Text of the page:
The shift in the sound of wind rustling through the wheat fields indicates the grain is ripening - combines will soon be working the fields. On our bicycle ride, we noticed the change just overnight from quiet nothing to a distinct dry hiss, even after the previous day's heavy rainfall. This was Sunday, on our way home from church after having enjoyed a leisurely lunch in Town at Taco Tony's. I am now looking forward to learning how to make Shrimp Soup with Lime. Delicious.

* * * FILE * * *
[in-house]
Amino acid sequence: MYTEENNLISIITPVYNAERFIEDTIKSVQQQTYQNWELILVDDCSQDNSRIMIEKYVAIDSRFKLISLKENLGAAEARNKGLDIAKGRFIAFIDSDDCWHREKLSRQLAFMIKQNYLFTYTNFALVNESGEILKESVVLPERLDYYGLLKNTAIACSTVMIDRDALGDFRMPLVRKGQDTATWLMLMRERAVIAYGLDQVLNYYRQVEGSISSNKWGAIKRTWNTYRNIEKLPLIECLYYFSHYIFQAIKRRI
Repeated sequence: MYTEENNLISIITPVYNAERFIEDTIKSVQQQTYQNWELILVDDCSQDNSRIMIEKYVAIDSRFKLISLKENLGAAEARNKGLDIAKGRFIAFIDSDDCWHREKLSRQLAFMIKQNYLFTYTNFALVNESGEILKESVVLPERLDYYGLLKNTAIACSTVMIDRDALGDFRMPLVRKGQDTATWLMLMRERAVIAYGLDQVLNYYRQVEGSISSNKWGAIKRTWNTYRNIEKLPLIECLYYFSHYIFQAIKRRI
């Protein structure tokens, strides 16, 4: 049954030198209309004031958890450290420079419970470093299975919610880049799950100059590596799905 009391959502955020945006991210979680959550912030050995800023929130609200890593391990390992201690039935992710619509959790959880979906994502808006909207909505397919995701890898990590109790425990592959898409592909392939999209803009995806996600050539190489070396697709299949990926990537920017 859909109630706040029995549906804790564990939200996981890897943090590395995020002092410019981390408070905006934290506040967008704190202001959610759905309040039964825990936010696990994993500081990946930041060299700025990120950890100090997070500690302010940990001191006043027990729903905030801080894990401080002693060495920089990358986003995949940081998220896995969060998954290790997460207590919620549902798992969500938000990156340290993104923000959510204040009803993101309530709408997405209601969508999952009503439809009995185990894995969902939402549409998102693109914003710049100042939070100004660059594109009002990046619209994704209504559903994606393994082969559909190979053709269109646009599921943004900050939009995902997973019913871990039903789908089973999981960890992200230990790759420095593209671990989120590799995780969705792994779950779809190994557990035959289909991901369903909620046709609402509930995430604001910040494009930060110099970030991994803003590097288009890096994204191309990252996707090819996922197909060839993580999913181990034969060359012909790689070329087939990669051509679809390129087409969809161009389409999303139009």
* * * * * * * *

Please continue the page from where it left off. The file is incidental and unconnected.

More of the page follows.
When one thinks of the Stratford Shakespeare Festival, one thinks of well, Shakespeare - Macbeth, Richard III, Romeo and Juliet - classical theatre - big costumes...ones that I know took months to make - drama. Canada's Shakespeare Festival is the best classical theatre in North America but they have been slowly adding in musicals until this season's musicals and modern plays outnumber The Bard. All may be forgiven when festival showpiece, "Westside Story" is reported in the L.A. Times as far superior to Broadway's. A few weeks ago Violinist handed me tickets to the musical, "A Funny Thing Happened on the Way to the Forum" and told me to choose another show for the same day. Thank you Violinist. xo. Four theatre locations make up the festival, this is the crown jewel, Festival Theatre, looking out over Queen's Park and the Avon River. Dozens of people carrying wicker baskets and little plaid blankets picniced down by the river before the matinee performances, while in a lovely shady area of the park artists displayed their works for purchase - Art in the Park. The Tom Patterson bridge spans the Avon across to a wee island. Patterson is the founder of Stratford's Shakespeare Festival. I'm showing you ducks and geese and swans, o my, because no photos are allowed inside the theatres. I noticed the same thing in the theatre giftshop - lots of pictures of birds. If it's good enough for them, then me too. The Avon River is home to many Canadian geese, mallards and swans. The swans are all micro-chipped and they winter indoors.After looking at the schedule, I choose Oscar Wilde's "The Importance of Being Earnest." Both it and "Forum" are playing at the Avon Theatre located downtown in a former vaudeville theatre, beautifully redone a few years ago in preparation for the festival's 5oth birthday celebration. Plays by Shakespeare were unavailable for the time I needed and I was a tad disappointed. That is until I saw the photos - Macbeth wearing army fatigues - Lady Macbeth dressed in something akin to 1962 cocktail party wear. Army jeeps. It seems they have taken Macbeth out of Scotland and put him into mid 20th century Africa. I'll wait until they put him back into the century and country, where he belongs. Or rename it something else, like the writers of Westside Story did when inspired to update Romeo and Juliet."The Importance of Being Earnest" pokes fun at Victorian upper class society and I really didn't see what the program notes meant about it being relevant for today other than the fact that it is fluff and good entertainment; as funny and appreciated by modern audiences as in 1895. It was a very well done tight performance. I did not like the pointillist sets, though each brought applause when first revealed. Brian Bedford's Lady Bracknell sailed the stage, all moving wide of her wake. Algernon Moncrieff and John Worthing matched each other's wits and showed exactly where men's affections lay - food. Gwendolen Fairfax was clean if not a tad over affected. Cecily Cardew seemed a bit old for her purported 18 years but I liked her anyway. "A Funny Thing Happened on the Way to the Forum" was very, very well done. I would not go see it again, however, on account of the ribaldry, something I think could be tamed despite it's obvious plot line - people weren't as enthusiastic after certain scenes. Nevertheless, the non-stop energy and loveableness of Bruce Dow and his character Pseudolus with Hero made a very short evening. Anyone who recalls Laugh-in would see the similarities. Chilina Kennedy played Hero's true love Philia, in a mix of Bernadette Peters and Georgia Engel's Georgette. Forum was a perfectly timed flawless presentation. And so we spent a lovely day walking about the town of Stratford, Ontario - unpretentious little beauty bereft of any That-Marts. Between shows we lunched on this park bench which you can't see, because I'm sitting on it, looking across at this little monument of which I know nothing since I was relaxed and decided to just watch the flags flutter in the cool air whilst puffy clouds floated by, because it's allowed. A ducky day. It was a ducky day.